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Letter

Wide Area Digital Dermoscopy for Congenital Melanocytic Nevi: Report of 3 Cases

Author Affiliation(s)

Introduction

Digital dermoscopy has an essential role in diagnosing a variety of skin lesions once it allows their follow-up over time. The diameter of the dermatoscope lenses limits the applicability of this tool in the diagnosis of large lesions. We present a case series of 3 congenital melanocytic nevi (CMN) documented by the wide area digital dermoscopy (WADD) technique, which allows a dermoscopic record of the entire lesion area.

As previously described [ 1 ] , the WADD technique consists of merging multiple and overlapped separate dermoscopic images by using the “Photomerge” feature of Adobe Photoshop CC software (Adobe Systems Incorporated, San Jose, CA, USA, v19.1.6). The final processed image comprises the full lesion at a high resolution. Dermoscopic definition of every single separate image is completely preserved, allowing navigation throughout the lesion with pan and zoom capabilities.

Case Presentation

Our case series comprised 3 patients with CMN. Figure 1 shows CMN located on the plantar area in a 23-year-old patient. In Figure 2 the CMN are located on the right malar area in a 20-month-old patient. Figure 3 shows CMN located on the left gluteal region in a 37-year-old patient.

Figure 1 .

(A) Congenital melanocytic nevi measuring 6.3 × 3.4 cm located on the plantar area in a 23-year-old patient. (B) Wide area digital dermoscopy obtained from merging of 20 separate dermoscopic images (DermLite DL4 3GEN Inc., San Juan Capistrano, CA, USA; attached to a smartphone; polarized, magnification ×10).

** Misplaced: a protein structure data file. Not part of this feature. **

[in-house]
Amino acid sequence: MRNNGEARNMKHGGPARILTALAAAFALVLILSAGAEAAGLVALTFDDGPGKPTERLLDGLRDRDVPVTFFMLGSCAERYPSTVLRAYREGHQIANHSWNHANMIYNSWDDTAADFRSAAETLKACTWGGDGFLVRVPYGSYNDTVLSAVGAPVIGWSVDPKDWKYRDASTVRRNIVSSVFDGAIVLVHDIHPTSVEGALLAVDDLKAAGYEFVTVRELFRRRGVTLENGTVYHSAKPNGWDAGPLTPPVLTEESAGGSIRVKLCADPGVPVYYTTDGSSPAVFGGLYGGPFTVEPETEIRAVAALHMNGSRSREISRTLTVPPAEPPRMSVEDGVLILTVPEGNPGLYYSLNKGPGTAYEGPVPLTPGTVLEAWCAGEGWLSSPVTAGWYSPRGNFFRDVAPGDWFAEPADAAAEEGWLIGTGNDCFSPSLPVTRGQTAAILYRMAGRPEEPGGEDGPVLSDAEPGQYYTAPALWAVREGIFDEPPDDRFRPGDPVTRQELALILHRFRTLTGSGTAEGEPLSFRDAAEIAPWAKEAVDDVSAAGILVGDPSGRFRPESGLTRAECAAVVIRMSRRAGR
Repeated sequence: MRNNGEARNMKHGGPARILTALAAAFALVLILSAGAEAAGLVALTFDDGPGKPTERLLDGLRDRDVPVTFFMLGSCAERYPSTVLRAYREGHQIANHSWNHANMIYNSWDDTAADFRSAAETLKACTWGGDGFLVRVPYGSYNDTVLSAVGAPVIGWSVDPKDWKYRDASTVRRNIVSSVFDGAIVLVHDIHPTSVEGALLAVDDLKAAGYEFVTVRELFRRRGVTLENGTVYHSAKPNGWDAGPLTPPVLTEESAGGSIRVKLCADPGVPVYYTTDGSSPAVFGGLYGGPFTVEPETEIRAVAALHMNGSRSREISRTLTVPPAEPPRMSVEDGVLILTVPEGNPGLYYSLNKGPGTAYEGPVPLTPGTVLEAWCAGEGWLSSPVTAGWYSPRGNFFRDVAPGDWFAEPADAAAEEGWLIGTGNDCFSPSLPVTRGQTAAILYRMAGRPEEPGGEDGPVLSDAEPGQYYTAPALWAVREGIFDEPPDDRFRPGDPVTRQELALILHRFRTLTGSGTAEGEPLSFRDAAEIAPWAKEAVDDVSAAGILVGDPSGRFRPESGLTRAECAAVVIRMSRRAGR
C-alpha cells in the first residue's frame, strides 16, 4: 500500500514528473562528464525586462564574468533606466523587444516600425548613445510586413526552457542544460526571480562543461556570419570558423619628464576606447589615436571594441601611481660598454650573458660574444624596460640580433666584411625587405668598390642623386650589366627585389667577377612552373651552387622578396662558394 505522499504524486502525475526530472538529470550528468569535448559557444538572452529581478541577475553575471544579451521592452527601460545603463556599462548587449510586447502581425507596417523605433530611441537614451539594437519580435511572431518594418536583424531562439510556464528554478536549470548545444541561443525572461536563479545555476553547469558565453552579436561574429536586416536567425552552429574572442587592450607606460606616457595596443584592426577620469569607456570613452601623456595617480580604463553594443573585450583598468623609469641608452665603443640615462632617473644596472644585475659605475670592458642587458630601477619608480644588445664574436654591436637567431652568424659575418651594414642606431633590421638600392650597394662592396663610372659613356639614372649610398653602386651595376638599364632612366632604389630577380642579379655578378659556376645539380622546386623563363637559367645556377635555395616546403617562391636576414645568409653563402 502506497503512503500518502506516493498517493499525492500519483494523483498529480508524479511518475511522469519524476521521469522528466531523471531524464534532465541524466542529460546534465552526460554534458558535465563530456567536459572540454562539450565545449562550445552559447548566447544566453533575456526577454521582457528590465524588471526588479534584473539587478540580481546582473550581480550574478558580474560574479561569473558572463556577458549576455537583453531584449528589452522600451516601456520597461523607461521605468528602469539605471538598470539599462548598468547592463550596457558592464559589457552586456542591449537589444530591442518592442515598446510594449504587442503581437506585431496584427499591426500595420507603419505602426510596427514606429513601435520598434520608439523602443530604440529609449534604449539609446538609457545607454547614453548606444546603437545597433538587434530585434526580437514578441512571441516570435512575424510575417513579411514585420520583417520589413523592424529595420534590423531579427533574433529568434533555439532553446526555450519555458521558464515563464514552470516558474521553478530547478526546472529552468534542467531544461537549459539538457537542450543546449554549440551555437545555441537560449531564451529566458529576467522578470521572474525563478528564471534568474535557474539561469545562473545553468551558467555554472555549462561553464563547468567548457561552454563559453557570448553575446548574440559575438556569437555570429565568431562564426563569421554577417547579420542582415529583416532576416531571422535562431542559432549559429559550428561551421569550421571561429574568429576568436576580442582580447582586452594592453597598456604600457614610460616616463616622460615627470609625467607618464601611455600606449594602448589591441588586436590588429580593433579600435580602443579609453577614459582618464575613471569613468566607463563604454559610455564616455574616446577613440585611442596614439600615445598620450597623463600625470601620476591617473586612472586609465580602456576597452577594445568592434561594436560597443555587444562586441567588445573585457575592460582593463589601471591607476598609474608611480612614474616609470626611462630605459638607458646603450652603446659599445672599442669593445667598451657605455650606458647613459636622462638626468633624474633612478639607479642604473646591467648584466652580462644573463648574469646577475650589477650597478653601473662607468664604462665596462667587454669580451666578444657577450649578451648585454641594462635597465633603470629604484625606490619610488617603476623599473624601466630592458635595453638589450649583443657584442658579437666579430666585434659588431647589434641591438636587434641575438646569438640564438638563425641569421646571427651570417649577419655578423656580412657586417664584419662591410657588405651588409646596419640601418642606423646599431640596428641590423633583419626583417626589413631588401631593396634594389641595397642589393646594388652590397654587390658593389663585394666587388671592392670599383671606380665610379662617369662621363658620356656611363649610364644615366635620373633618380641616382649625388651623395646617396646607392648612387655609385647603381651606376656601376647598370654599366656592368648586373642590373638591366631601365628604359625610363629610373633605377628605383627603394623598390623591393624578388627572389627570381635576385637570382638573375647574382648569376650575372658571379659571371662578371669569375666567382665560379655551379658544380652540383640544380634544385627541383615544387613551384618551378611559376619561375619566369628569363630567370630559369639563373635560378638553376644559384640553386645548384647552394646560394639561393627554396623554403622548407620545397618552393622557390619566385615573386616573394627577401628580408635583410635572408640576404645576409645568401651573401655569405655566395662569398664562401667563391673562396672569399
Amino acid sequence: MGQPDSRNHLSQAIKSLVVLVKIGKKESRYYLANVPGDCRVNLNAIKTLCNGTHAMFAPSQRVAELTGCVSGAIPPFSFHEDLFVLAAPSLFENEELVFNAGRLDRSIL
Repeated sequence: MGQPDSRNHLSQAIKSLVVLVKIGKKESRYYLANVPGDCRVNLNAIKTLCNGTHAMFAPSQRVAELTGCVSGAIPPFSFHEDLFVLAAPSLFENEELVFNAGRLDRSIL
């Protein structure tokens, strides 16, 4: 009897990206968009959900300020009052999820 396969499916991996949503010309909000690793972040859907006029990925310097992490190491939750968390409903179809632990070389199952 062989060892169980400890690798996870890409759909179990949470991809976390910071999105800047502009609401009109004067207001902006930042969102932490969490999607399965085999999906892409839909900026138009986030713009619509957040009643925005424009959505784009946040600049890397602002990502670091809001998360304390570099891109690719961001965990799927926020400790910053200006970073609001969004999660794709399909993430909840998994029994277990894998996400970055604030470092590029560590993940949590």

Figure 2 .

(A) Congenital melanocytic nevi measuring 4.9 × 2.9 cm located on the right malar area in a 20-month-old patient. (B) Wide area digital dermoscopy obtained after merging of 17 dermoscopic images.

Figure 3 .

(A) Congenital melanocytic nevi measuring 3.3 × 2.2 cm located on the left gluteal region in a 37-year-old patient. (B) Detail of zoom capability, preserving dermoscopic definition, of final wide area digital dermoscopy image obtained from 14 separate dermoscopic images.

Conclusions

Clinical and dermoscopic follow-up studies of CMN are essential for early detection of malignant transformation. WADD technique may improve follow-up once it allows the comparison of an entire large area. Applicability of this technique extends beyond CMN, as it can be useful in any situation involving digital dermoscopy of large lesions. As a limitation, scanning of ultra-large lesions can be challenging, demanding time to obtain the required image overlapping correctly. In the future, specific and user-friendly software may contribute to facilitating the process of image acquiring and processing.

Reference

  1. Wide area digital dermoscopy Dellatorre G, Gadens GA. J Am Acad Dermatol.2019;80(6):e153.

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